Sheridan County Horses Go To War

From 1899 through 1902, the Second Boer War was being fought between the British Empire and the two Boer republics. The discovery of diamond and gold deposits in South Africa may have been the driving force behind the wars, and the Boers wanted the British Empire to have less control.

What would a war over 9,000 miles away have to do with Sheridan, Wyoming? A lot. In the early 1900s, horses were the main transportation for men, wagons and artillery in war. The British Army needed horses, and Wyoming had horses.

Big Horn Wyoming horse breeder Oliver Wallop, along with his neighbors, fellow British imports William and Malcolm Moncreiffe, jumped on the band wagon. They had connections in England, and they had access to horses.

In 1884, at the age of twenty-eight, Oliver Henry Wallop, 8th Earl of Portsmouth, immigrated to the United States. He purchased land near Big Horn, Wyoming and began to raise and train polo ponies. In 1899, he partnered with the Moncreiffe brothers and they expanded the horse business.

Driving the horses, like this drive by the Eaton’s Dude Ranch, was a way to get the horses to the railheads

This small article in the Feb. 1, 1902, Wyoming Industrial Journal from Cheyenne describes the business. The Moncreiffe Brothers of Big Horn. Wyoming, are holding band of 500 unbroken Oregon horses at Bovino, near Grand Junction. The band is being broken by some cowboys and after the and after obsequies are over the stuff will be sent east to fill an army contract with the British government.

Horses were cheap, and an ad in a Sheridan Enterprise paper on July 1, 1902 shows some horse prices during that time. A.B. Clark was promoting an upcoming horse sale. During the week beginning Aug. 4th and ending Aug. 9th. I propose to hold the largest and most successful horse sale ever made in the range country. Prices at Clark’s sale in Miles City earlier in the year ranged from $32.00 to $100.00.

Wallop and the Moncreiffes began buying horses at relatively inexpensive prices, $20 to $40 per head, trained them, and sold them across the pond to the British cavalry for as much as ninety-seven dollars or more per head.

Artillery horses could be sold gentle and halter broke. The cavalry horses had to be broke to ride. But, cowhand’s wages were low, and it was fairly easy to find a ‘bronc stomper’ who would ride for so much per horse. The army horse market made sense and helped many ranchers pay off loans and increase their beef herds.

An article in the Sheridan Post, Nov. 27, 1914, describes the inspection of the horses for sale at the Polo Ranch.

INSPECTING WAR HORSES FOUR HUNDRED PURCHASED AT POLO RANCH. GOVERNMENT STAMP Placed on the animals that pass muster and are bought for service The center of the horse-loving population of Northern Wyoming, the first two days of this week, was the Polo ranch near Big Horn where Messers McNeal and Boze. official horse inspectors and buyers for the British government, were purchasing mounts for the army operating in Europe. Not only were many horse owners and horse sellers present, but several score interested spectators watched proceedings from start to finish.

The Inspection opened early Monday morning, and was completed late Tuesday afternoon. During that time, approximately 400 head of horses were purchased from probably twice and many presented to the Inspectors. The requirements of the British government are strict, and it was the cream of the equine population of the Sheridan country which there involuntarily enlisted for service with the allies The first requirement of the purchase was that the animal be sound in every particular; the second that he be of the correct height, that is. fifteen hands or better, the third, that he be between the ages of five and nine, that is a mature animal but with several years of usefulness before him. The fourth, that he be of a dark color, not easily distinguishable by the enemy, and a good, free, square-gaited traveler. Horses meeting these requirements passed readily. They were led at once to an improvised branding chute where they received the stamp of the British government. Those, which failed to meet the requirements were turned in the opposite direction galloped away with as many manifestations of joy as if they realized what they had escaped.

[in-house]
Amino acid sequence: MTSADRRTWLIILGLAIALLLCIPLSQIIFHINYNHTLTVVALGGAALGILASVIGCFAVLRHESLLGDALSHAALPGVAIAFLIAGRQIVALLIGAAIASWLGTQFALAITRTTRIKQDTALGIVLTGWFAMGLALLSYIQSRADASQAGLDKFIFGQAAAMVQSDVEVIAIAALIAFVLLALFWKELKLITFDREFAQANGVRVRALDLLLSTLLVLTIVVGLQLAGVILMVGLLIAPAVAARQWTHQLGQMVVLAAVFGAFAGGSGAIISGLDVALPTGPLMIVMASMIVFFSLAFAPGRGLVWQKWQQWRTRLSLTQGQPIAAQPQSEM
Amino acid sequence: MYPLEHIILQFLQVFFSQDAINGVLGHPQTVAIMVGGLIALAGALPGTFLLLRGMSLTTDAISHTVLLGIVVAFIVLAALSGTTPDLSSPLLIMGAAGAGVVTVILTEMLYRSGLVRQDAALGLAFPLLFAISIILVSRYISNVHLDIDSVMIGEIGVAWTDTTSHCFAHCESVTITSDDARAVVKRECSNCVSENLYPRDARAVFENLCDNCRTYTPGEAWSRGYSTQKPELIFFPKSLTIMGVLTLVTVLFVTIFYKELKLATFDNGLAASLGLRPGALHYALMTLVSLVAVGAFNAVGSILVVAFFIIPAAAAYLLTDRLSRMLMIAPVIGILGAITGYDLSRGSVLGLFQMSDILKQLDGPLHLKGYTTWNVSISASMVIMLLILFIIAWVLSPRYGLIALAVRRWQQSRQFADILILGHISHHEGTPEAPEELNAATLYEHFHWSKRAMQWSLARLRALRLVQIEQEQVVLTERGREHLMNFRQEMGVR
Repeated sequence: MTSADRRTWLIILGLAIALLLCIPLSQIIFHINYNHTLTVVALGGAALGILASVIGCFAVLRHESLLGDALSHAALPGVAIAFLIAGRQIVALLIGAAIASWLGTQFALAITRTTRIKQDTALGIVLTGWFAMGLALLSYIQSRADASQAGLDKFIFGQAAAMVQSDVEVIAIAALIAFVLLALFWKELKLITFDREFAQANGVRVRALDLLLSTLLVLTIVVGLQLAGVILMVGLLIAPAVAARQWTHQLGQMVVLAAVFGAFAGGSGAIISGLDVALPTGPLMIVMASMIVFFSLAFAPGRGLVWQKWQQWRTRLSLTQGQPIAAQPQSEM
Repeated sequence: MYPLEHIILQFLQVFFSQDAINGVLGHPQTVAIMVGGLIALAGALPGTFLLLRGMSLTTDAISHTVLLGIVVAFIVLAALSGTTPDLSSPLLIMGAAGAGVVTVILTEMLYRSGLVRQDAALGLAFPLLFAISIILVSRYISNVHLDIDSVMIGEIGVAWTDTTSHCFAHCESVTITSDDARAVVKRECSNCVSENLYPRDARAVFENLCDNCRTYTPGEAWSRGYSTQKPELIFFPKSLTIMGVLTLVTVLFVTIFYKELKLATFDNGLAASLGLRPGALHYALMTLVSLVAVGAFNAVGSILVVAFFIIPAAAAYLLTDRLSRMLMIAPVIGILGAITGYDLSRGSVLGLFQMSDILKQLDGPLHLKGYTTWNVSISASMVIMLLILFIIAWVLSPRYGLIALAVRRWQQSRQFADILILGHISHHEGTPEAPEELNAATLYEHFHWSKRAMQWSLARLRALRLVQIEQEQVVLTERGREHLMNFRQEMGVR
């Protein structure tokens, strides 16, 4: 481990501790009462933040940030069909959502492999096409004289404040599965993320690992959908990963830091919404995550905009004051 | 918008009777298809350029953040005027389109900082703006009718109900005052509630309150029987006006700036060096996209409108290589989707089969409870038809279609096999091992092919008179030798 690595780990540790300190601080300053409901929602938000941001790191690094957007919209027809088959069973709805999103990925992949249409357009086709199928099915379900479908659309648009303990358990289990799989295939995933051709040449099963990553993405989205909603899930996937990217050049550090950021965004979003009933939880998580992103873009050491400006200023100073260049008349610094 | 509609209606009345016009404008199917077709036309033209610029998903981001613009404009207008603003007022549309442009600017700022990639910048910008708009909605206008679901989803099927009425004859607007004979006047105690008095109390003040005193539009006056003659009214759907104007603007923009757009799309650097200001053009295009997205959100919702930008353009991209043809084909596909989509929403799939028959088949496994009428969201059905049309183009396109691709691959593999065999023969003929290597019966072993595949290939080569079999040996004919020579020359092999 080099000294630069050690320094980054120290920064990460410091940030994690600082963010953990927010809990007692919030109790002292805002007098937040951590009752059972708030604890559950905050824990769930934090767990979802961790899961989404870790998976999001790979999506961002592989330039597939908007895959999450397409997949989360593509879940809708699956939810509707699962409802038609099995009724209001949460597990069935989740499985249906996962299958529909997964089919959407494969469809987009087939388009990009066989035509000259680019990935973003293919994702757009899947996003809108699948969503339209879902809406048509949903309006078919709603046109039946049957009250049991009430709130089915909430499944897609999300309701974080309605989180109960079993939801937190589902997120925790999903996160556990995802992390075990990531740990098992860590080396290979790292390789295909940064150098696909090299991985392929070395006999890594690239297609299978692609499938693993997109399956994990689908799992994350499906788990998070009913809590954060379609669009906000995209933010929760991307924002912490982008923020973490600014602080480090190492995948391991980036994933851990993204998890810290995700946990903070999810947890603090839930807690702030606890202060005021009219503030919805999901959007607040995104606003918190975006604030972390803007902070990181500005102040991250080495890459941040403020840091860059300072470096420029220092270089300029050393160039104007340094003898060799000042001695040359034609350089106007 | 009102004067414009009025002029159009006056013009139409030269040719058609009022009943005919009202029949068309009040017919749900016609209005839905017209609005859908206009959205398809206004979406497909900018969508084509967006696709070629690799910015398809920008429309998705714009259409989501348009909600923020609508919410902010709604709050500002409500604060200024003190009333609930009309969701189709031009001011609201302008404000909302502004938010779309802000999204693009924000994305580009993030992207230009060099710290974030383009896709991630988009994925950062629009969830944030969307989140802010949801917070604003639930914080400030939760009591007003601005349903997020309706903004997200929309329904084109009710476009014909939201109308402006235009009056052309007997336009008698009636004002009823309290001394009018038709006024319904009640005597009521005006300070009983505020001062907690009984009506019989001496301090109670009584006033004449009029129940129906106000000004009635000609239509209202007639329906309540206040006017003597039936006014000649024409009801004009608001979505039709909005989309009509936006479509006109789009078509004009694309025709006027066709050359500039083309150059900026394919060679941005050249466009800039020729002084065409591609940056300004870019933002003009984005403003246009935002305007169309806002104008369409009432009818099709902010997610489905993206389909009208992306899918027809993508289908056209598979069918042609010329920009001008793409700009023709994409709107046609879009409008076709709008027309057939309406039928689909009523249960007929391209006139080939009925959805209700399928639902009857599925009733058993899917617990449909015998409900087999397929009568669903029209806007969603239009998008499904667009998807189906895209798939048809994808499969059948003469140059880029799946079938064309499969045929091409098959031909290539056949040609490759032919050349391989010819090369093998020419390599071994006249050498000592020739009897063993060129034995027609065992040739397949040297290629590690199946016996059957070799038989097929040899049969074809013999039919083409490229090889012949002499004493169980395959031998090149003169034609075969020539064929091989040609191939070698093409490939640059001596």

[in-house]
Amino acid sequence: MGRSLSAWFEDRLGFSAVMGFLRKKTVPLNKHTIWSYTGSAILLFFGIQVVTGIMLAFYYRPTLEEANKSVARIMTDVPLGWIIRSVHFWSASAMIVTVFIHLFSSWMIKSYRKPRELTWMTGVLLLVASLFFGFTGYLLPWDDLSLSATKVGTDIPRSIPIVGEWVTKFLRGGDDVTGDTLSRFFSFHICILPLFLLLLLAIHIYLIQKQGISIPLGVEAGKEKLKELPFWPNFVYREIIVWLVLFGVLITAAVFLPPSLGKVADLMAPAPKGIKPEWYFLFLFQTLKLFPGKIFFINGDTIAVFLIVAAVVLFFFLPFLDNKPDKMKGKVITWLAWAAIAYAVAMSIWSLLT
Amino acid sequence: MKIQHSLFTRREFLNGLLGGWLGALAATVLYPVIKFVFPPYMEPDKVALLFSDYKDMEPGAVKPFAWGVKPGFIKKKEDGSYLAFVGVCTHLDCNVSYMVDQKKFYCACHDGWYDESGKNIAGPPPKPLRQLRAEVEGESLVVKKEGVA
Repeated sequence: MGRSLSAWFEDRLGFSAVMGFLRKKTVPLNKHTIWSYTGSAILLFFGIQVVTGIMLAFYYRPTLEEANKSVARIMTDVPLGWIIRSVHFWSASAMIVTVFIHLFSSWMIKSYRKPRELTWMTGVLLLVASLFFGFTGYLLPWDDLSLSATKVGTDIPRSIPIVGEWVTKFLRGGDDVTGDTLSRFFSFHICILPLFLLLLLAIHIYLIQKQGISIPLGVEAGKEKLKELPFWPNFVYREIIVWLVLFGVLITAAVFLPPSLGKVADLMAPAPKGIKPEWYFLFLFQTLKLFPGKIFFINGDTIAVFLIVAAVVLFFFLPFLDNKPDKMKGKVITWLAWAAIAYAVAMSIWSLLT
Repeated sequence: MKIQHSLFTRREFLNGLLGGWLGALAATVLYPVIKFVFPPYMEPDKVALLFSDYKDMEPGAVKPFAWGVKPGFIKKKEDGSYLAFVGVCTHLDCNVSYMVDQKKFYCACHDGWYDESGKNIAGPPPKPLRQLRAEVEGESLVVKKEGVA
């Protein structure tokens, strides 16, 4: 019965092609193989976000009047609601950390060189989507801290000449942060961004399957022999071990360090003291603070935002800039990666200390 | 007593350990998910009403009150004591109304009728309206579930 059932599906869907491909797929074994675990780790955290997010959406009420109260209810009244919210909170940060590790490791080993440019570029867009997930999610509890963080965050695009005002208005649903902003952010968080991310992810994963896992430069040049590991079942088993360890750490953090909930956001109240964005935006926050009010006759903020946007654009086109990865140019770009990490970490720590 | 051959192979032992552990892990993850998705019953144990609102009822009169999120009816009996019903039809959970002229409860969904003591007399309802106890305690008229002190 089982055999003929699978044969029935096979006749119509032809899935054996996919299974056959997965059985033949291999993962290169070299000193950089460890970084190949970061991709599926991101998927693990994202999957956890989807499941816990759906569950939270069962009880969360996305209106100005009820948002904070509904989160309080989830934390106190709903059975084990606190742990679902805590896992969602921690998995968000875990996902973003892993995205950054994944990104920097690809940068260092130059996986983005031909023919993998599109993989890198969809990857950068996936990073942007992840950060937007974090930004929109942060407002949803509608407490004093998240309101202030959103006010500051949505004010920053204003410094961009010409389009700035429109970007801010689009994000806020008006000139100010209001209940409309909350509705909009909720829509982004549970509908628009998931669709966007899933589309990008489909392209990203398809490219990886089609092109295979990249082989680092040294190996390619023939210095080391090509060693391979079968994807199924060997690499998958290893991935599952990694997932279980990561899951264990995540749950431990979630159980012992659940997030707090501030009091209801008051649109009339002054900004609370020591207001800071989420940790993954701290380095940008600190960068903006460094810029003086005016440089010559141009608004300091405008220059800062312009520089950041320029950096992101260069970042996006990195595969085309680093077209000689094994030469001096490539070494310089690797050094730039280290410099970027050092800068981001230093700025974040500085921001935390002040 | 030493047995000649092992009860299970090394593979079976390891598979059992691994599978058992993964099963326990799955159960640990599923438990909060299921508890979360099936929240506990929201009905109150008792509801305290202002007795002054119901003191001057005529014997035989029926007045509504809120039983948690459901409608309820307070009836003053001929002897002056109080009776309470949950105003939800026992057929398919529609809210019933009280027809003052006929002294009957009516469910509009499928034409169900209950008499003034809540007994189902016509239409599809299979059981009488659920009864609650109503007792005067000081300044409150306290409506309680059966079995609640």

The horses which were accepted and purchased were shod before being taken away from the Polo ranch, a large force of expert horsemen from Sheridan going to the ranch Wednesday morning for the job no small one, as anyone will realize who has even attempted to fasten on a horseshoe. As soon as ready the horses will be loaded into cars at Sheridan and shipped to Canada where they will be thrown in with other bunches, larger and smaller purchased elsewhere, and prepared for shipment across the water. They will go immediately into the service of the army.

The horses purchased by the inspectors were divided into four classes and the price paid depends upon the class. The order. Determined by the size and build of the animals was: Artillery, light gun. Cavalry and cobs. Purchase in the two latter classes greatly outnumbered the other classes Local horsemen are of the opinion that, should the war continue for any length of time. the requirements of the army buyer will be cut appreciably and that many horses now rejected will then be accepted at prices as good as are now being paid Proceedings at the Polo ranch Monday and Tuesday were relieved of tedium at frequent intervals by the efforts of none-too-well broken horses to disqualify themselves for army services by throwing their riders. Such occasions greatly delighted the spectators and interfered with the business at hand not at all. When the horse was properly subdued, he went the way of his brethren, to be accepted or rejected as the case might be. All horses were suppose to be broken but there were some that barely came within that definition Practically all the horses offered belonged to Moncreiffe Bros., Wallop and Walsh and had been purchased by them or their agents in all parts of Northern Wyoming.

In the Wyoming Industrial Journal, Cheyenne Oct. 1901, there was worry that the horse buying spree might be over.

Britishers Stop Buying Cavalry Horses. Moncrieffe Bros, and other stockmen in northern-Wyoming, who have been furnishing cavalry horses for the British Government, have been notified that until further notice no more horses will be purchased. It is intimated, however, that the work of gathering horses for the English will be resumed shortly. Wyoming has furnished thousands of head of horses that have been sent to South Africa. The animals have given satisfaction in every way.

Hon. N. R. Davis of Cheyenne states that he is not buying horses for the United States cavalry just now. He is deeply interested, however, in establishing horse market here, as such an institution would be of vast benefit to Wyoming horsemen.